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Role of cyclooxygenase-2 in the development and treatment of oesophageal adenocarcinoma.

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  • 1Dept. of Surgery, Academic Medical Center, University of Amsterdam, Amsterdam, The Netherlands. C.J.Buskens@AMC.UVA.NL



Various studies suggest that aspirin and other non-steroidal anti-inflammatory drugs (NSAIDs) are promising anticancer agents. Epidemiological studies have found that long-term use of NSAIDs is associated with a reduced incidence of colorectal, gastric and oesophageal cancers, while experimental and clinical studies have demonstrated that treatment with NSAIDs causes a statistically significant reduction in both the number and the size of polyps in familial adenomatous polyposis (FAP) patients.


In this review, the mechanisms by which NSAIDs exert their chemopreventive and antineoplastic effects are described.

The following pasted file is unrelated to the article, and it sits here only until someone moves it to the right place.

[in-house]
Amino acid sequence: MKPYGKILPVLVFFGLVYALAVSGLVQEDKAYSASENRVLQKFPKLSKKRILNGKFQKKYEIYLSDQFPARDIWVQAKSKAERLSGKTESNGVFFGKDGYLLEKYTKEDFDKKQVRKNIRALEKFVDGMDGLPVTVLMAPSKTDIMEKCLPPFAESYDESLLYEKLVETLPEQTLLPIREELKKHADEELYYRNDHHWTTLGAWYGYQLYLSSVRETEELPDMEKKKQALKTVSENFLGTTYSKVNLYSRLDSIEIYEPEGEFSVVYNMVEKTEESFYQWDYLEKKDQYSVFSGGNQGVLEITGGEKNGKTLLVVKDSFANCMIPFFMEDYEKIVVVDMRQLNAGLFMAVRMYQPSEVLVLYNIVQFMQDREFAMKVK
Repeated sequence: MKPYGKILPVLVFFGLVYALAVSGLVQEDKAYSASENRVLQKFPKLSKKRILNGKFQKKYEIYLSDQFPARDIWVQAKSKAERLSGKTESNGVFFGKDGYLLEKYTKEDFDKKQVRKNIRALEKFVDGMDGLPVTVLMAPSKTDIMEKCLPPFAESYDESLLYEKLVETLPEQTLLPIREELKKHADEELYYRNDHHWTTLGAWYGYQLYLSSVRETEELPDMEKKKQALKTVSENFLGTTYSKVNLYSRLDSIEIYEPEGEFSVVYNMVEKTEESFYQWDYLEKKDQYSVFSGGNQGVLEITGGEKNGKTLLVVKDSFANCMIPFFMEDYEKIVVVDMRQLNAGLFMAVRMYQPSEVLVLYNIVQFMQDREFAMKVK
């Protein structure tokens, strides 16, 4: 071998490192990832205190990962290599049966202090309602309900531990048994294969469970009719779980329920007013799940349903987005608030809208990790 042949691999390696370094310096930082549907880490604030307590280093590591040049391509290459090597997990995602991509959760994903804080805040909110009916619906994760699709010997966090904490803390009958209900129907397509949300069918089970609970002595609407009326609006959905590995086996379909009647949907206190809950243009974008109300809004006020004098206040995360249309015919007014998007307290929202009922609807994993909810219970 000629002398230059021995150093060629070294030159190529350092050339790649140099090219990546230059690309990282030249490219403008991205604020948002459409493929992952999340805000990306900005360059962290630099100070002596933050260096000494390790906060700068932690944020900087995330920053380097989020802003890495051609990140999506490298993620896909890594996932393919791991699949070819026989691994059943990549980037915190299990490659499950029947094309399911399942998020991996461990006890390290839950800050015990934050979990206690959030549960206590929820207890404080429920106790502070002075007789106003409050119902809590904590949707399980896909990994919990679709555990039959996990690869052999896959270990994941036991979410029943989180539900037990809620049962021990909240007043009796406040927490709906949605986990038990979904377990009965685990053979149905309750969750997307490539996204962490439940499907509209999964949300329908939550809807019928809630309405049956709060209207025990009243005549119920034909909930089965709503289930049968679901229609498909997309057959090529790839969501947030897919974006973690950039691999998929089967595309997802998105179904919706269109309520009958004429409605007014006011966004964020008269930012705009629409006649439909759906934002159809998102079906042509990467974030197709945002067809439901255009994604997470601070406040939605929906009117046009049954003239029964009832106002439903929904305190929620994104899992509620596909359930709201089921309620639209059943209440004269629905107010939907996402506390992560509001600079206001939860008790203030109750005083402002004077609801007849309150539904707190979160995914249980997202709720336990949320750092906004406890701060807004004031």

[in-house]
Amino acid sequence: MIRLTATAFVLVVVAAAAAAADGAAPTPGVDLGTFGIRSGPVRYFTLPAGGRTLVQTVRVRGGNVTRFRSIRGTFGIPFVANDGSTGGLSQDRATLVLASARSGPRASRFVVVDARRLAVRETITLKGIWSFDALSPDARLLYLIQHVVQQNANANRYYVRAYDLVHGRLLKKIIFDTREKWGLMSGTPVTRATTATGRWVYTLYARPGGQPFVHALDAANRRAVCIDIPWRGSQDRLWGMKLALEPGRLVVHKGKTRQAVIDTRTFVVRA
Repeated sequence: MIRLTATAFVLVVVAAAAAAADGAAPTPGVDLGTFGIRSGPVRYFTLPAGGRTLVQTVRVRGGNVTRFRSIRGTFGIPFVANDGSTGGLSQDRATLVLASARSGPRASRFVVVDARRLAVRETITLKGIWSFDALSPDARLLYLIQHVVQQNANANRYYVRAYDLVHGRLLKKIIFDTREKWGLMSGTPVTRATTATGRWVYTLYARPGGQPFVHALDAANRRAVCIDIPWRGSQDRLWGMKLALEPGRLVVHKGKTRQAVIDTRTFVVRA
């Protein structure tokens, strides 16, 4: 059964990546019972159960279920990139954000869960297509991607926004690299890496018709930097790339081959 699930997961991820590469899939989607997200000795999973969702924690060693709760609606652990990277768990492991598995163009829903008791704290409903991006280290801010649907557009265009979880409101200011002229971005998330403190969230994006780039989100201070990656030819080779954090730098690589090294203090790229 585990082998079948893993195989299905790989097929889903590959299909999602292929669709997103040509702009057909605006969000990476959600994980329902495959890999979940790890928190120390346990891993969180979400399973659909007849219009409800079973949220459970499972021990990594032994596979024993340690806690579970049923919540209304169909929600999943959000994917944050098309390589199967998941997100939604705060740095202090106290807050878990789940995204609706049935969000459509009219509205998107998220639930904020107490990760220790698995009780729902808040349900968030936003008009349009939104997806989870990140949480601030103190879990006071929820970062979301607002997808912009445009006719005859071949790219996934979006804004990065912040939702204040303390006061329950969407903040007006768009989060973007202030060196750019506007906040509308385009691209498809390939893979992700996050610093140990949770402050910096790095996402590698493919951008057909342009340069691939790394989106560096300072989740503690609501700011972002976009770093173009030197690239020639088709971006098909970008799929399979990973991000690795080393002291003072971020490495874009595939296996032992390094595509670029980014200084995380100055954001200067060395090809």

Although the precise anticancer actions of NSAIDs are not fully explained, they probably involve inhibition of cyclooxygenase (COX), which is the rate-limiting enzyme in the conversion of arachidonic acid to prostaglandins. Two isoforms of this enzyme (COX-1 and COX-2) have been identified. COX-1 is constitutively expressed and considered to be a housekeeping gene, while COX-2 is not usually detectable in normal tissues, but can be readily induced in processes like inflammation, reproduction and carcinogenesis. The mechanisms by which COX-2 is thought to be involved in the carcinogenesis include resisting apoptosis, increasing cell proliferation, stimulating angiogenesis and modulating the invasive properties of cancer cells.


This report reviews the mechanisms by which COX-2 can contribute to carcinogenesis, its role in prognosis, and the possible place of selective COX-2 inhibitors in the prevention and treatment of gastrointestinal malignancies, focusing particularly on oesophageal cancer.

[PubMed - indexed for MEDLINE]
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